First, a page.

US officials to meet with Taliban’s senior leaders in Qatar

By Nick Wadhams

WASHINGTON — U.S. officials will meet Taliban representatives in Doha, Qatar, this weekend as the Biden administration tries to arrange delivery of humanitarian aid and presses for the insurgent group that seized power in Afghanistan to protect the rights of vulnerable citizens.

A senior State Department official, speaking on the customary condition of anonymity, said the meetings on Saturday and Sunday would be a continuation of what the department has called “pragmatic engagements” to protect U.S. national interests.

In a sign of political sensitivity over dealing with the Taliban, the official said the meetings don’t connote recognition or confer legitimacy on the group that in the past sheltered al-QaIda terrorists and now has resumed restricting the rights of Afghan women.

The meetings, reported earlier Friday by Reuters, constitute some of the first formal engagements between the State Department and the Taliban since the U.S. evacuated its diplomats and troops at the end of August in a chaotic withdrawal. The Biden administration has wrestled with how to deal with the Taliban, which have taken the mantle of Afghanistan’s government but are still officially labeled a terrorist organization and haven’t been given access to Afghanistan’s central bank reserves.

After sweeping to power in late August, the Taliban have seen their authority challenged by Islamic State fighters, prompting fears that the country could descend into civil war once again. Earlier Friday, more than 40 people were believed killed after a suspected Islamic State suicide bomber attacked a mosque in the northern city of Kunduz.

U.S. officials have said they’re still trying to help Afghans who want to flee the country, including vulnerable women and girls and some of the thousands of people who worked with the U.S. government over the course of a 20-year occupation. Several dozen American citizens — mostly of Afghan descent — are also estimated to remain in the country. And as Friday’s bombing underscored, other terrorists remain a grave concern, and the U.S. has suggested it would be willing to cooperate with the Taliban in some capacity to combat Islamic State.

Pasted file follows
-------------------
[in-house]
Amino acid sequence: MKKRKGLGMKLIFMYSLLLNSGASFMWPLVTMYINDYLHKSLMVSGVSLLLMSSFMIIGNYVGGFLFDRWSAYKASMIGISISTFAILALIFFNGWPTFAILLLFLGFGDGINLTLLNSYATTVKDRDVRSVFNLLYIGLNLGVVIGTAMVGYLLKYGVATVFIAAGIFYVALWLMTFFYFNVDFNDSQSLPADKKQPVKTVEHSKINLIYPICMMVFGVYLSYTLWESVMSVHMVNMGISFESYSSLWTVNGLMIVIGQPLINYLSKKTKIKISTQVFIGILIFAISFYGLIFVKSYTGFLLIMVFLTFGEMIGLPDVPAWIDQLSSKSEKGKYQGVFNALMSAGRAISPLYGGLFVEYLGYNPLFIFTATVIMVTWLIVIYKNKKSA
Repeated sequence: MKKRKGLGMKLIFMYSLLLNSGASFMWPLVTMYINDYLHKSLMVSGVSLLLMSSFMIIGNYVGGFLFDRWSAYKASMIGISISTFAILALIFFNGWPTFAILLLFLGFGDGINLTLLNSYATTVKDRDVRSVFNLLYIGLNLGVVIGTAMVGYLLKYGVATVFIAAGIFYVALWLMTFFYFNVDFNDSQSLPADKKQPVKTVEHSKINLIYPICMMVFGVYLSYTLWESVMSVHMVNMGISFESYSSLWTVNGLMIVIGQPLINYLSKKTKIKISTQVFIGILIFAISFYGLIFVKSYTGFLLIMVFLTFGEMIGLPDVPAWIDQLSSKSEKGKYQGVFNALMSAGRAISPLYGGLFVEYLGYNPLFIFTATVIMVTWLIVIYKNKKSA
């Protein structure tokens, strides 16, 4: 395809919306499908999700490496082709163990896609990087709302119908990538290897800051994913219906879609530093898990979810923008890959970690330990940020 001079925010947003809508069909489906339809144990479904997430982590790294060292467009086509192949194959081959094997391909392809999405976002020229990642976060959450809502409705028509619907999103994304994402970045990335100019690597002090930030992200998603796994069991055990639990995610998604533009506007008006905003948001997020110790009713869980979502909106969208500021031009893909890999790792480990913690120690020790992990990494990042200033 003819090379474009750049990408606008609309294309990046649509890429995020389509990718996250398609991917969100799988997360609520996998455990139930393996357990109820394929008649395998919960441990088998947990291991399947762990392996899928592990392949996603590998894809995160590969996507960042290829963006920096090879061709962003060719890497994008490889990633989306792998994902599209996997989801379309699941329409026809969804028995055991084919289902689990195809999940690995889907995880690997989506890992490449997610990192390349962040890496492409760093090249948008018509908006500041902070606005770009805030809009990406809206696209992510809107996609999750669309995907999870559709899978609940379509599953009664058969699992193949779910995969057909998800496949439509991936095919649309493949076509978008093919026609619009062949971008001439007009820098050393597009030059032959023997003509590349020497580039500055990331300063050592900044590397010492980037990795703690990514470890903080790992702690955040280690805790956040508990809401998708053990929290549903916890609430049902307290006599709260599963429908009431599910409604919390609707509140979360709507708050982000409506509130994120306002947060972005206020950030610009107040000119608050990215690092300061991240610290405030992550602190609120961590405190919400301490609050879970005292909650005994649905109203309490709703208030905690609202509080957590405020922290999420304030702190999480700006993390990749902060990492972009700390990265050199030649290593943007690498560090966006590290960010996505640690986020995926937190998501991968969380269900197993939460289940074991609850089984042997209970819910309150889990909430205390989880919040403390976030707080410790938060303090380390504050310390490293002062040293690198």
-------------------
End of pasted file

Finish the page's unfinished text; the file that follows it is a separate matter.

The meetings are likely to expose the administration to attacks from Republican lawmakers, who have said the administration made a grave mistake by coordinating the evacuation with the Taliban and shouldn’t work with them any further. This week, a group of Republican lawmakers introduced a bill — expected to be ignored by Democrats — to create a committee to investigate the U.S. withdrawal.

“The Biden administration’s disastrous withdrawal of Afghanistan is a strategic failure that left thousands of Afghan allies behind, caused the death of U.S. service members and damaged U.S. credibility on the world stage,” Sen. Thom Tillis, a North Carolina Republican, said in a statement earlier in the week. “The American people deserve answers.”

But the Taliban have slowly been pressing for ties with various nations. Earlier this week, British officials traveled to Afghanistan to meet with the Taliban, as have representatives of other European governments.

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